Coty Inc. Class Action Lawsuit
- Company Name
- Coty Inc.
- Stock Symbol
- Class Period
- October 3, 2016 to May 28, 2020
- Motion Deadline
- November 3, 2020
- Southern District of New York
The Coty Inc. class action lawsuit charges Coty and certain of its current and former officers and/or directors with violations of the Securities Exchange Act of 1934 and seeks to represent purchasers of Coty common stock between October 3, 2016 and May 28, 2020, inclusive (the “Class Period”). The Coty class action lawsuit was commenced on September 4, 2020 in the Southern District of New York and is captioned Garrett-Evans v. Coty Inc., No. 20-cv-07277.
Coty is one of the world’s largest beauty companies. On October 3, 2016, Coty announced the completion of its blockbuster merger with The Proctor & Gamble Company’s (“P&G”) fine fragrance, color cosmetics, salon professional and hair color and certain styling businesses (“P&G Specialty Beauty Business”) for $12.5 billion to scale up its beauty business. On November 18, 2019, Coty announced another beauty brand acquisition – a 51% majority stake in Kylie Cosmetics, founded by Kylie Jenner, for $600 million.
The Coty class action lawsuit alleges that during the Class Period defendants made false and/or misleading statements and/or failed to disclose that: (1) despite being no stranger to beauty brand acquisitions, Coty did not have adequate processes and procedures in place to assess and properly value the P&G Specialty Beauty Business and Kylie Cosmetics acquisitions; (2) as a result, Coty had overpaid for the P&G Specialty Beauty Business and Kylie Cosmetics; (3) Coty did not have adequate infrastructure to smoothly integrate and support the beauty brands that it acquired from P&G, including an adequate supply chain; (4) as a result of its inadequate infrastructure, Coty was not successfully integrating the beauty brands it acquired from P&G and not delivering synergies from the acquisition; (5) and, as a result of the foregoing, Coty’s financial statements and defendants’ statements about Coty’s business, operations, and prospects, were materially false and/or misleading at all relevant times.
On February 9, 2017, Coty disclosed what it characterized as “short-term negative transitional impacts especially including significant trade inventory build in the first quarter of fiscal 2017 in parts of the P&G business,” indicating that the P&G Specialty Beauty Business may have been overvalued. On this news, the price of Coty stock fell nearly 9% from February 8, 2017 to February 10, 2017. Then, on August 22, 2017, Coty announced disappointing financial results for the fourth quarter and fiscal year ended June 30, 2017, including a 10% organic revenue decline in Coty’s Consumer Beauty division – signaling that the integration of P&G’s over 40 beauty brands was still not a reality. On this news, the price of Coty stock fell nearly 17% from August 21, 2017 to August 24, 2017.
Thereafter, on November 7, 2018, Coty announced a bigger than expected decline in first quarter fiscal year 2019 sales due to “several temporary supply-chain related headwinds,” which included “[w]arehouse and planning center consolidated disruptions in Europe and the U.S.” On this news, the price of Coty stock fell nearly 26% from November 6, 2018 to November 8, 2018. Afterward, on July 1, 2019, Coty announced the write down of about $3 billion in the value of the brands acquired from P&G as part of a four-year restructuring plan, confirming that the P&G Specialty Beauty Business had been overvalued. On this news, the price of Coty stock fell more than 14%.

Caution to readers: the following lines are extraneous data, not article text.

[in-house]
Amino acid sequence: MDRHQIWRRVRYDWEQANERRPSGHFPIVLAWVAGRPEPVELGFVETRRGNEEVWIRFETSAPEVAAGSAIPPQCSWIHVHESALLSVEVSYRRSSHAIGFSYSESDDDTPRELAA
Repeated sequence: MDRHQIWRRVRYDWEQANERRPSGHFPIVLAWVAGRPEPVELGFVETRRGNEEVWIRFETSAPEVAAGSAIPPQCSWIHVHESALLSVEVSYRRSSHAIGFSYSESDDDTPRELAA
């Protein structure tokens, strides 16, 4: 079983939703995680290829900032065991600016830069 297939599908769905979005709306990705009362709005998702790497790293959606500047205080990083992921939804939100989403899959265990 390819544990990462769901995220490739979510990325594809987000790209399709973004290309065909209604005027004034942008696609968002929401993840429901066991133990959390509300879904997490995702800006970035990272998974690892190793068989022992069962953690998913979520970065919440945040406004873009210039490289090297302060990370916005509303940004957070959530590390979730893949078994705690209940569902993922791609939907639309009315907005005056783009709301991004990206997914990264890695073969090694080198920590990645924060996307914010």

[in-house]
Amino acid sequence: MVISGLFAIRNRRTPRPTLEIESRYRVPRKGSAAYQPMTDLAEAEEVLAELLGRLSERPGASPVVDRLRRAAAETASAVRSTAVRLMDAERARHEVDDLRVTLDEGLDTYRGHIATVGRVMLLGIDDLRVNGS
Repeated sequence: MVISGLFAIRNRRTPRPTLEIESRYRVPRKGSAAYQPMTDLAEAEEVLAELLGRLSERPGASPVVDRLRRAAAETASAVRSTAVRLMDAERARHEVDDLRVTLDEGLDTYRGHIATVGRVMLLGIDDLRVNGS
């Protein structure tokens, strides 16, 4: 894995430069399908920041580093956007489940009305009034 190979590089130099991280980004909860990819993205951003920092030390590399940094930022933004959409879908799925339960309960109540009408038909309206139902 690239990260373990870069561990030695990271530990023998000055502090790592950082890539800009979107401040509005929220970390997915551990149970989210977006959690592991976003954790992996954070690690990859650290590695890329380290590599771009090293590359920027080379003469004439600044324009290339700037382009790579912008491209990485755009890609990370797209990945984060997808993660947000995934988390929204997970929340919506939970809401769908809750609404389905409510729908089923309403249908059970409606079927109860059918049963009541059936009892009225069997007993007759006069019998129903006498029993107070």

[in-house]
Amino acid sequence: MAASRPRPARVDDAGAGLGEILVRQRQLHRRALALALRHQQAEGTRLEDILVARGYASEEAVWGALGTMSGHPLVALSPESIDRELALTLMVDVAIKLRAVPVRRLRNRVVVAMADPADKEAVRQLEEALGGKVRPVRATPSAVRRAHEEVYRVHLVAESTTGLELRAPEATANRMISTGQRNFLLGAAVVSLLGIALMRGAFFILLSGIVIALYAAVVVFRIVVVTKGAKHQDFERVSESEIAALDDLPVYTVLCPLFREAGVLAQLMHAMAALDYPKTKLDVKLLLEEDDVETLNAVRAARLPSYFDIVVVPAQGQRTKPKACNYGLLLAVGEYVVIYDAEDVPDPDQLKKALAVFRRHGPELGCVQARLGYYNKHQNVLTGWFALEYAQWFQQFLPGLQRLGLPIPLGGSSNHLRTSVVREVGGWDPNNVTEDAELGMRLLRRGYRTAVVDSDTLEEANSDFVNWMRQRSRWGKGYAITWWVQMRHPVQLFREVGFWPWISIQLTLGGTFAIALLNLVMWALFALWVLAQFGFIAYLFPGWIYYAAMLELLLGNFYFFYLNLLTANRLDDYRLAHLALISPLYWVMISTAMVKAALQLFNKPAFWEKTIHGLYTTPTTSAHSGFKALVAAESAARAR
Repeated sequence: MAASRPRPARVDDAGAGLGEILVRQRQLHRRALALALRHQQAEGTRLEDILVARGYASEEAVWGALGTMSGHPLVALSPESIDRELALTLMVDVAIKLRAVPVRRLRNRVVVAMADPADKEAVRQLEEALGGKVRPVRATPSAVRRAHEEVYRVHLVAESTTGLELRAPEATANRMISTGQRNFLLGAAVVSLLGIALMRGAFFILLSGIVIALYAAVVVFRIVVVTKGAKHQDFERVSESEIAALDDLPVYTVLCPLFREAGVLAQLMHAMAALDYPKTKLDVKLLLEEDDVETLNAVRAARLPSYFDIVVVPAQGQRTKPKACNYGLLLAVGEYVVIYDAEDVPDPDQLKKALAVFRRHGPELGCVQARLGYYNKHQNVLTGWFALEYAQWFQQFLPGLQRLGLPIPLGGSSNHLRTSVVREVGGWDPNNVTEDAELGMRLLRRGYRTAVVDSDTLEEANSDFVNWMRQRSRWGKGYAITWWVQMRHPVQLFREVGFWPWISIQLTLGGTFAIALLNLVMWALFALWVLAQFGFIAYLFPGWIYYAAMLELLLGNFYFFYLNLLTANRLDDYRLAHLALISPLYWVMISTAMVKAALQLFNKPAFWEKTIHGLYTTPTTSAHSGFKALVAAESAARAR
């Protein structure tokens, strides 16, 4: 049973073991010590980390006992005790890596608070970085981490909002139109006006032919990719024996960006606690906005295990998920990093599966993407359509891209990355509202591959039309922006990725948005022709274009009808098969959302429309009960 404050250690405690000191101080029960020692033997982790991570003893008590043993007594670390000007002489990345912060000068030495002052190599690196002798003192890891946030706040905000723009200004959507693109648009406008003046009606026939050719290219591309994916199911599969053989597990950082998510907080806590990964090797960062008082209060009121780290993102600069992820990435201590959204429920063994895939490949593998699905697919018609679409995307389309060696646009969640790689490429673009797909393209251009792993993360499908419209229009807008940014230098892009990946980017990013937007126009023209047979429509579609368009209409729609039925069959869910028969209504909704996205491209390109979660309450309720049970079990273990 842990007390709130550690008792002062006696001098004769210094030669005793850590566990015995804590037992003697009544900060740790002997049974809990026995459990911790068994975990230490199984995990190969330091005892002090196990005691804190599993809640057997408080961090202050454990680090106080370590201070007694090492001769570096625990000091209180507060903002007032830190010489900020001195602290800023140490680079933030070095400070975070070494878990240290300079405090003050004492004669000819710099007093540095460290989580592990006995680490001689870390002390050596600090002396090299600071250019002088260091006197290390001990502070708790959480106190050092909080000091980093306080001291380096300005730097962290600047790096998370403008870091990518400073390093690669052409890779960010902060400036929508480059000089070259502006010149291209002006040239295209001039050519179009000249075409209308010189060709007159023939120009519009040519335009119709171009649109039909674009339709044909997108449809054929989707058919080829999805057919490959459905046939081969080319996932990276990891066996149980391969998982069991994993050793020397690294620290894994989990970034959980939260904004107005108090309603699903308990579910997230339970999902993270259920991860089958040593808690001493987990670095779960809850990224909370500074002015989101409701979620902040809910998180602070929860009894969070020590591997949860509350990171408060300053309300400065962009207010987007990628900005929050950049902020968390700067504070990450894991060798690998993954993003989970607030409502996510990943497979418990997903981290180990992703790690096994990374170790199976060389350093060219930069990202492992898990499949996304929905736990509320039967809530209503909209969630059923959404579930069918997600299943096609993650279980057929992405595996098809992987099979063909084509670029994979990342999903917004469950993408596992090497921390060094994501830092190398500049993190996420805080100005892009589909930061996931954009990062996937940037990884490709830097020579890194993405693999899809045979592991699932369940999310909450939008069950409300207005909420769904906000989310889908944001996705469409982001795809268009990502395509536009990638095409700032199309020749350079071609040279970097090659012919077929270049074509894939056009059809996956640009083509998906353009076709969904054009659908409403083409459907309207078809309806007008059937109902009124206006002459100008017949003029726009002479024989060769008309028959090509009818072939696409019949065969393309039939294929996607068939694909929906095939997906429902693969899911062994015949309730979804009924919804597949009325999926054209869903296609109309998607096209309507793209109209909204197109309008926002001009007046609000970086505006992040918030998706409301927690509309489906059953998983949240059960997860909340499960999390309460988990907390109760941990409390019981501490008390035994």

Finally, on May 29, 2020, Forbes reported that Kylie Jenner “has been inflating the size and success of her business[ f]or years” – revealing that defendants had overvalued yet another acquisition. On this news, the price of Coty stock fell more than 13%.
The Private Securities Litigation Reform Act of 1995 permits any investor who purchased Coty common stock during the Class Period to seek appointment as lead plaintiff in the Coty class action lawsuit. A lead plaintiff will act on behalf of all other class members in directing the Coty class action lawsuit. The lead plaintiff can select a law firm of its choice to litigate the Coty class action lawsuit. An investor’s ability to share in any potential future recovery of the Coty class action lawsuit is not dependent upon serving as lead plaintiff. If you wish to serve as lead plaintiff of the Coty class action lawsuit or have questions concerning your rights regarding the Coty class action lawsuit, please provide your information here or contact counsel, Michael Albert of Robbins Geller, at 800/449-4900 or 619/231-1058 or via e-mail at firstname.lastname@example.org. Lead plaintiff motions for the Coty class action lawsuit must be filed with the court no later than November 3, 2020.
Robbins Geller Rudman & Dowd LLP is one of the world’s leading law firms representing investors in securities class action litigation. With 200 lawyers in 9 offices, Robbins Geller has obtained many of the largest securities class action recoveries in history. For seven consecutive years, ISS Securities Class Action Services has ranked the Firm in its annual SCAS Top 50 Report as one of the top law firms in the world in both amount recovered for shareholders and total number of class action settlements. Robbins Geller attorneys have helped shape the securities laws and have recovered tens of billions of dollars on behalf of aggrieved victims. Beyond securing financial recoveries for defrauded investors, Robbins Geller also specializes in implementing corporate governance reforms, helping to improve the financial markets for investors worldwide. Robbins Geller attorneys are consistently recognized by courts, professional organizations and the media as leading lawyers in the industry.